If you wish to contribute or participate in the discussions about articles you are invited to contact the Editor

Pole Tide

From Navipedia
Jump to navigation Jump to search

Title Pole Tide
Author(s) J. Sanz Subirana, J.M. Juan Zornoza and M. Hernández-Pajares, Technical University of Catalonia, Spain.
Level Intermediate
Year of Publication 2011

The instantaneous earth rotation axis shifts inside a square of about [math]\displaystyle{ 20 }[/math] meters in relation to a point with fixed coordinates on the earth (i.e., Chandler wobble with a period of [math]\displaystyle{ 14 }[/math] months). This entails a varying elastic response of the earth's crust. This has an effect smaller than [math]\displaystyle{ 2.5 }[/math] centimetres in vertical and [math]\displaystyle{ 0.7 }[/math] centimetres in horizontal, but must be taken into account if the observations are carried out over periods longer than two months.

From the IERS Conventions [Denis et al., 2004] [1], pages 83-84, the following expression [footnotes 1] can be derived for the displacement at a point of geocentric latitude [math]\displaystyle{ \displaystyle \varphi }[/math] and longitude [math]\displaystyle{ \displaystyle \lambda }[/math]:

[math]\displaystyle{ \begin{array}{ll} \delta_{\hat{\mathbf r}}=&-\frac{\omega^2_E \, R_e}{2\,g}\,h \, \sin 2\varphi \left ( m_1 \cos \lambda + m_2 \sin \lambda \right ) \,\hat {\mathbf r}\qquad \\[0.3cm] \delta_{\hat{\mathbf \lambda}}= & -\frac{\omega^2_E \, R_e}{g}\, l \, \sin \varphi \left (-m_1 \sin \lambda + m_2 \cos \lambda \right ) \, \hat{\mathbf \lambda} \qquad \\[0.3cm] \delta_{\hat{\mathbf \varphi}}= & -\frac{\omega^2_E \, R_e}{g}\, l\, \cos 2\varphi \left (\, m_1 \cos \lambda + m_2 \sin \lambda \right )\, \hat{\mathbf \varphi}\qquad \end{array} \qquad\mbox{(1)} }[/math]

where ([math]\displaystyle{ \displaystyle m_1 }[/math],[math]\displaystyle{ \displaystyle m_2 }[/math]) are the displacements (in meters) from the 1903.0 CIO, pole position, and [math]\displaystyle{ \displaystyle h= 0.6027 }[/math], [math]\displaystyle{ \displaystyle l=0.0836 }[/math] are the Love numbers.

Taking the earth's angular rotation [math]\displaystyle{ \omega_E= 7.29\cdot 10^{-5} rad/s }[/math], the earth's equatorial radius [math]\displaystyle{ R_e=6378\cdot 10^3\, m }[/math] and the gravitational acceleration [math]\displaystyle{ g=9.8\, m/sec^2 }[/math], it follows:

[math]\displaystyle{ \begin{array}{ll} \delta_{\hat{\mathbf r}}=&-32 \, \sin 2\varphi \left ( x_1 \cos \lambda + x_2 \sin \lambda \right ) \, \hat {\mathbf r}\qquad \mbox{(mm)} \\[0.3cm] \delta_{\hat{\mathbf \lambda}}= & -9 \, \sin \varphi \left (-x_1 \sin \lambda + x_2 \cos \lambda \right ) \, \hat{\mathbf \lambda} \qquad \mbox{(mm)} \\[0.3cm] \delta_{\hat{\mathbf \varphi}}= & -9 \, \cos 2\varphi \left (\, x_1 \cos \lambda + x_2 \sin \lambda \right )\, \hat{\mathbf \varphi}\qquad \mbox{(mm)} \end{array} \qquad\mbox{(2)} }[/math]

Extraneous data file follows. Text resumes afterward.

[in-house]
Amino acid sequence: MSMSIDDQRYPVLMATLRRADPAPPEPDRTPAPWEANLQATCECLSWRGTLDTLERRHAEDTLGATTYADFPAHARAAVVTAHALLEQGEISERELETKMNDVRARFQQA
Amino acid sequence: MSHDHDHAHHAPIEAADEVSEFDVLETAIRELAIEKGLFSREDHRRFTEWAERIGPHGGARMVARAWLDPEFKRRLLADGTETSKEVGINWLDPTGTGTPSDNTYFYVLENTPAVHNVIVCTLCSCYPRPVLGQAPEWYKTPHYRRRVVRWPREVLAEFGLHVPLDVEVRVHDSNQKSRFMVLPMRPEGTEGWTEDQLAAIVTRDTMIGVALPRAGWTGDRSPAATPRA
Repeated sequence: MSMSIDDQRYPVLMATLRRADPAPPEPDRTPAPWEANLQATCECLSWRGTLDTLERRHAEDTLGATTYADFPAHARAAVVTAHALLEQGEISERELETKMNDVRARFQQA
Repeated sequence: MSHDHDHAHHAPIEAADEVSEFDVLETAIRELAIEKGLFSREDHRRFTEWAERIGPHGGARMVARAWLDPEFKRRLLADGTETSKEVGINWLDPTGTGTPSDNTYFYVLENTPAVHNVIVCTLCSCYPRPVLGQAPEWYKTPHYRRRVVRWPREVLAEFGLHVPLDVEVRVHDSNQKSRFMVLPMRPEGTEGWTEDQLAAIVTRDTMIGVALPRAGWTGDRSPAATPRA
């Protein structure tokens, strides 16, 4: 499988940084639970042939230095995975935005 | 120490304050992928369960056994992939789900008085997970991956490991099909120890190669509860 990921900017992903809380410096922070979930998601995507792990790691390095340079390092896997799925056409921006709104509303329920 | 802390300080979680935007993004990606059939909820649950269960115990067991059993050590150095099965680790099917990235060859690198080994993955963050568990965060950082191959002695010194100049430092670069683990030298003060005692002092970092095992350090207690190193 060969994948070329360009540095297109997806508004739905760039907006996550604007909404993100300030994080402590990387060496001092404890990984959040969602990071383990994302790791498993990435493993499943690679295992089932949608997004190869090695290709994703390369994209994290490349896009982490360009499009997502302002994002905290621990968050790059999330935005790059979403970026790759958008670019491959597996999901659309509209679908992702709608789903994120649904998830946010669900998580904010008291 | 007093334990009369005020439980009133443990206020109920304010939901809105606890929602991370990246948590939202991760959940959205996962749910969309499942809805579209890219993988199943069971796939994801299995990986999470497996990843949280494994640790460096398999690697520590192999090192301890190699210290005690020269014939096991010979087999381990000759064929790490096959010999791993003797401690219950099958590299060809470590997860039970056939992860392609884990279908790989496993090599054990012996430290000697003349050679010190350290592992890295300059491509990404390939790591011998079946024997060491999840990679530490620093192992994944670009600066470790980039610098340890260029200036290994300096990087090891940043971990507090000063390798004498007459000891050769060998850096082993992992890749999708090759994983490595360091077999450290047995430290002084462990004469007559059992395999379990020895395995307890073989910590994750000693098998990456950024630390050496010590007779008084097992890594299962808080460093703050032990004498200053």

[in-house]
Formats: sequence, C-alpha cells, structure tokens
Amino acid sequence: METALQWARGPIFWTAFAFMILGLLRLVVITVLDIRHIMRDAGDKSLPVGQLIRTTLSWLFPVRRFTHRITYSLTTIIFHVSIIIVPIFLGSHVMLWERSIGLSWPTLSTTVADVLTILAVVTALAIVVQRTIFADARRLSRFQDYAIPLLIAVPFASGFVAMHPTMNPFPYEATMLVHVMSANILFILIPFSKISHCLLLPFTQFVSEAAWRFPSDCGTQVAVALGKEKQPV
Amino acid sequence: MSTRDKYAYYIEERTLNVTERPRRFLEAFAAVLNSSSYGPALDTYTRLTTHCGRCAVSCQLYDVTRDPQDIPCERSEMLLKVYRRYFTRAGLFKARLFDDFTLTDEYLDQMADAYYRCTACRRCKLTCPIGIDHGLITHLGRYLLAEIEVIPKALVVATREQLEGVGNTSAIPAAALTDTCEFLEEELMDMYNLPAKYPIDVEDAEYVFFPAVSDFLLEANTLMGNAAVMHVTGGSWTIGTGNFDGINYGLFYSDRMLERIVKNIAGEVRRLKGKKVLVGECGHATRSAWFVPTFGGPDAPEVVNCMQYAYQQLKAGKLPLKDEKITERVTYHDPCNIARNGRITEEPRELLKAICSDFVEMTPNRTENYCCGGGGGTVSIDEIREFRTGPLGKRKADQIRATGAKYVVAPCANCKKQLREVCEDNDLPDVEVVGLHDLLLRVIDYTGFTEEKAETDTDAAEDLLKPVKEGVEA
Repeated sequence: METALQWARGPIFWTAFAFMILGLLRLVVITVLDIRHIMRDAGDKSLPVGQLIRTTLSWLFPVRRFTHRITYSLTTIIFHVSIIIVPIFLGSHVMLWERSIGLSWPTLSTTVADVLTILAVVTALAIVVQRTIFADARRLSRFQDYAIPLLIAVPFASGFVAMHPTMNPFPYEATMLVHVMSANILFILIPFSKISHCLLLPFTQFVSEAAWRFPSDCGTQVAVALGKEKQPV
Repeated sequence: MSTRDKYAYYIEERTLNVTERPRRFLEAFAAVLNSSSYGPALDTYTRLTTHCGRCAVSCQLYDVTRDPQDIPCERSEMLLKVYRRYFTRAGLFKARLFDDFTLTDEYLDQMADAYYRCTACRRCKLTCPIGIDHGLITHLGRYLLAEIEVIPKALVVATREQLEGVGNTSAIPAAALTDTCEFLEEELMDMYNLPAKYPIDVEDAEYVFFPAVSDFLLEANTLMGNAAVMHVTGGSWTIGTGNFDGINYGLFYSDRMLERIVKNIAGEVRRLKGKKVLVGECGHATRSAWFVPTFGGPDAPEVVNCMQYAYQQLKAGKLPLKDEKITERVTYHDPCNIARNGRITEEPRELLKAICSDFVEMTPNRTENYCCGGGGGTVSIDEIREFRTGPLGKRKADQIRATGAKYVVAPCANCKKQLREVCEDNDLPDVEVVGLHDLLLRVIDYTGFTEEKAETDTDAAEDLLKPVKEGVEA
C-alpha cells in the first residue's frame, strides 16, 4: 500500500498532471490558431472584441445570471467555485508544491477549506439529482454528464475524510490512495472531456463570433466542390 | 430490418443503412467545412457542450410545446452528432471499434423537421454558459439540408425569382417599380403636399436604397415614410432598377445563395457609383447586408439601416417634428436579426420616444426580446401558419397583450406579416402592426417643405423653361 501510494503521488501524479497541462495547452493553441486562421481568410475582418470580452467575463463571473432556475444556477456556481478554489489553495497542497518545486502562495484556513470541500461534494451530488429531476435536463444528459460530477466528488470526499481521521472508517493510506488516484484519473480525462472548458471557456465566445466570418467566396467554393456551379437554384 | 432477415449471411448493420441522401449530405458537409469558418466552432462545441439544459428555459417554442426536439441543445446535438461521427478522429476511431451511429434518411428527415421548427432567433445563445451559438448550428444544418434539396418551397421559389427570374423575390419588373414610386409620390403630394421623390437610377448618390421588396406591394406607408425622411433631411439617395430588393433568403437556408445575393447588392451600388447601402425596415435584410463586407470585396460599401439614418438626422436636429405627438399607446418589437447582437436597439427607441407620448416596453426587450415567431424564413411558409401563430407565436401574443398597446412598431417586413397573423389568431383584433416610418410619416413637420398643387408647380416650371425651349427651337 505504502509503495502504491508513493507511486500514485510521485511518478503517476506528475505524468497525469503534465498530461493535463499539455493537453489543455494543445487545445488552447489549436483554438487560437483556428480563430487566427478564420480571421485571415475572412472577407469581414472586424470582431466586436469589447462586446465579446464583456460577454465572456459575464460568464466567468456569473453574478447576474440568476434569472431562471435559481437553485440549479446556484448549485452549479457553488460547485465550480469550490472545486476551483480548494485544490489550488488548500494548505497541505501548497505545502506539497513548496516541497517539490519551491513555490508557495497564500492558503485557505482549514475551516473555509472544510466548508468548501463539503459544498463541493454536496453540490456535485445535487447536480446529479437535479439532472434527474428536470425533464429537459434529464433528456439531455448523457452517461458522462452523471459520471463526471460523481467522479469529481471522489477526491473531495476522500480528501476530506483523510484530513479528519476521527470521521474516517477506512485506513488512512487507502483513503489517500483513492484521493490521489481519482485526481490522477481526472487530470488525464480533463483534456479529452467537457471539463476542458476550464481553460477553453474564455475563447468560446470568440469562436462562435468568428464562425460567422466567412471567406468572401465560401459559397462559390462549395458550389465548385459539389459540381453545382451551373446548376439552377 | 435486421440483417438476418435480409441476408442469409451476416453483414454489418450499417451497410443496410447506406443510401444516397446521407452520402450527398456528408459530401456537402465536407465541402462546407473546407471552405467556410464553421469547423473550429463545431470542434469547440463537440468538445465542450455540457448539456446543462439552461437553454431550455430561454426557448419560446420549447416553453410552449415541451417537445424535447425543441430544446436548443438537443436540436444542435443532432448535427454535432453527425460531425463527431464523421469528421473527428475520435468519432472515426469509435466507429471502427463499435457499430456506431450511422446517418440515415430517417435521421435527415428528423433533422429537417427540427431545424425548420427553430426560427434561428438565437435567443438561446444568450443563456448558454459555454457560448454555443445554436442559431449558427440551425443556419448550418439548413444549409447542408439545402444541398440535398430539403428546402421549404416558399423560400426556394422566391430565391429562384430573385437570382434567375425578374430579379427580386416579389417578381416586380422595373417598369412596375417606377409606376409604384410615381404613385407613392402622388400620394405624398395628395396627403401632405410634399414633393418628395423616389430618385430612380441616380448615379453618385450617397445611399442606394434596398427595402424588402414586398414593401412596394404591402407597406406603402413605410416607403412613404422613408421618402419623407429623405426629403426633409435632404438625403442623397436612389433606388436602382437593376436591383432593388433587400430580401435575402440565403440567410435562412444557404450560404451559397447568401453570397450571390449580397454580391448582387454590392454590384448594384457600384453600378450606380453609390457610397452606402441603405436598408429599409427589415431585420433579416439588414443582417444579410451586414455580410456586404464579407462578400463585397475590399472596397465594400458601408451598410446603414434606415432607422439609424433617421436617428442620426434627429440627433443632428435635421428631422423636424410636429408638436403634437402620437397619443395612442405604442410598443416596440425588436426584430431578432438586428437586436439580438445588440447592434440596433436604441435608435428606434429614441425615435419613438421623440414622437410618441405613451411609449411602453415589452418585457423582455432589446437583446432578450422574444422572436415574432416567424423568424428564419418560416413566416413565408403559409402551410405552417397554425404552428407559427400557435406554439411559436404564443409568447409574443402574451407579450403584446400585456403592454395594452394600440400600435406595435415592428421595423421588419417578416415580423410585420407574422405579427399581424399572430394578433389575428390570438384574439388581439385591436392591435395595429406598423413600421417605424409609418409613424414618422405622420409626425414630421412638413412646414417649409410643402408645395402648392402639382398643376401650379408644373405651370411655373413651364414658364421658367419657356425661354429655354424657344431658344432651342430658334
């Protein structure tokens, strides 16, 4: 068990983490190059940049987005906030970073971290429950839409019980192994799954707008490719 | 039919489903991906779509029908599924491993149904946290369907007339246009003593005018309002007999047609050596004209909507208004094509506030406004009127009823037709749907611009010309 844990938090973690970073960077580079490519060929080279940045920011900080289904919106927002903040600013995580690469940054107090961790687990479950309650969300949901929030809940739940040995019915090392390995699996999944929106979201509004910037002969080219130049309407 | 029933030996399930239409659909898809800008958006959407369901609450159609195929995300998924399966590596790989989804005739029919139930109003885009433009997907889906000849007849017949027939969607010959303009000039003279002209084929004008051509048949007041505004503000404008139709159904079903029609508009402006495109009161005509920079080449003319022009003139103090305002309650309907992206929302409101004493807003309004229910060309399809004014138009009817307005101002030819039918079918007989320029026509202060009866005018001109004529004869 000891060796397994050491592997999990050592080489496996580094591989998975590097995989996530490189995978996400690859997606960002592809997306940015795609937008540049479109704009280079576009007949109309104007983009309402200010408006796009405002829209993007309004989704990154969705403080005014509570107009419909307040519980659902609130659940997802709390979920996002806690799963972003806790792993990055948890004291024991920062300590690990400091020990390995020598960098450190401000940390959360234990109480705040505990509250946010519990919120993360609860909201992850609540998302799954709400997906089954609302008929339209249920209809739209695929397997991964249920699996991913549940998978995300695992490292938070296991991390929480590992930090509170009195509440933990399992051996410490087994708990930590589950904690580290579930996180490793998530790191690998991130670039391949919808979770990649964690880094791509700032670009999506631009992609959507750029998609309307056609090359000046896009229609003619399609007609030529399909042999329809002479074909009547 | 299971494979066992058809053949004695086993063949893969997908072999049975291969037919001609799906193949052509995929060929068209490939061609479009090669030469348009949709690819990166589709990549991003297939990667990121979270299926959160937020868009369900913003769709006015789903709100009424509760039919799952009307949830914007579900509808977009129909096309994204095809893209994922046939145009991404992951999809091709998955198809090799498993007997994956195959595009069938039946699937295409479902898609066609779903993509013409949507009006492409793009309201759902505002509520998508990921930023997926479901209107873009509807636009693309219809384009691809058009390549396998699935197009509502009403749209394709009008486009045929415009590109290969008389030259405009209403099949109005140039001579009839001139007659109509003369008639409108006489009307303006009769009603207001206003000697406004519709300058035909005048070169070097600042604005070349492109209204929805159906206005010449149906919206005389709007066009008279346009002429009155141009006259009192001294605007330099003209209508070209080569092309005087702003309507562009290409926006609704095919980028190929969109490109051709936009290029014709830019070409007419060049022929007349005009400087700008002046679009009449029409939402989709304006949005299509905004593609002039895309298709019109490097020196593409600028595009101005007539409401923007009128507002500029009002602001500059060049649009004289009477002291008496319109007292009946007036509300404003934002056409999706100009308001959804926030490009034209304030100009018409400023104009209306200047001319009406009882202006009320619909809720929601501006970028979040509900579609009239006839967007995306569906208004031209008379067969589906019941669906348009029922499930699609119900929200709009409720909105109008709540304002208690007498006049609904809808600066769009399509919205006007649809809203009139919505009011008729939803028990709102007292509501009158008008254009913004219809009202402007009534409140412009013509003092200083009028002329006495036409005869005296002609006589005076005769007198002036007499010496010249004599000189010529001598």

where ([math]\displaystyle{ \displaystyle x_1 }[/math],[math]\displaystyle{ \displaystyle x_2 }[/math]) are the displacements (given in seconds of arc). Pole displacements can be found at ftp://hpiers.obspm.fr/iers/eop/eop.others.

The displacement [math]\displaystyle{ \displaystyle \delta }[/math] is given in the radial, longitude and latitude [math]\displaystyle{ (\hat{\mathbf r}, \hat{\boldsymbol \lambda}, \hat{\boldsymbol \varphi}) }[/math] vectors (positive upwards, eastwards and northwards, respectively). Thus, the displacement vector in the (x, y, z) ECEF Cartesian coordinates is given by

[math]\displaystyle{ \left[ \begin{array}{c} \Delta x \\ \Delta y \\ \Delta z \end{array} \right]= \underbrace{\left( \begin{array}{ccc} \cos \lambda \cos \varphi & -\sin \lambda & -\cos \lambda \sin \varphi \\ \sin \lambda \cos \varphi & \cos \lambda & -\sin \lambda \sin \varphi \\ \sin \varphi & 0 & \cos \Phi \end{array} \right)}_{{\mathbf R}_3(-\lambda )\cdot {\mathbf R}_2(\varphi )} \left[ \begin{array}{l} \delta_{\hat{\mathbf r}}\\ \delta_{\hat{\mathbf \lambda}}\\ \delta_{\hat{\mathbf \varphi}} \end{array} \right] \qquad\mbox{(2)} }[/math]

Figure 1: Transformation from UEN [math]\displaystyle{ (\hat{\mathbf r}, \hat{\boldsymbol \lambda}, \hat{\boldsymbol \varphi}) }[/math] to TRS [math]\displaystyle{ (x,y,x) }[/math] coordinates.

where [math]\displaystyle{ {{\mathbf R}_3(-\lambda )\cdot {\mathbf R}_2(\varphi )} }[/math] are the rotations in latitude (1) and longitude (2) indicated in figure 1 (see Reference Frames in GNSS).


  1. ^ Notice the use of latitude [math]\displaystyle{ \displaystyle \varphi }[/math] in equations (1 and 2), instead of the co-latitude [math]\displaystyle{ \displaystyle \theta }[/math] used in the IERS equations.


  1. ^ [Denis et al., 2004] Denis, D., McCarthy and Petit, G., 2004. IERS Conventions (2003). IERS Technical Note 32.. IERS Convention Center., Frankfurt am Main.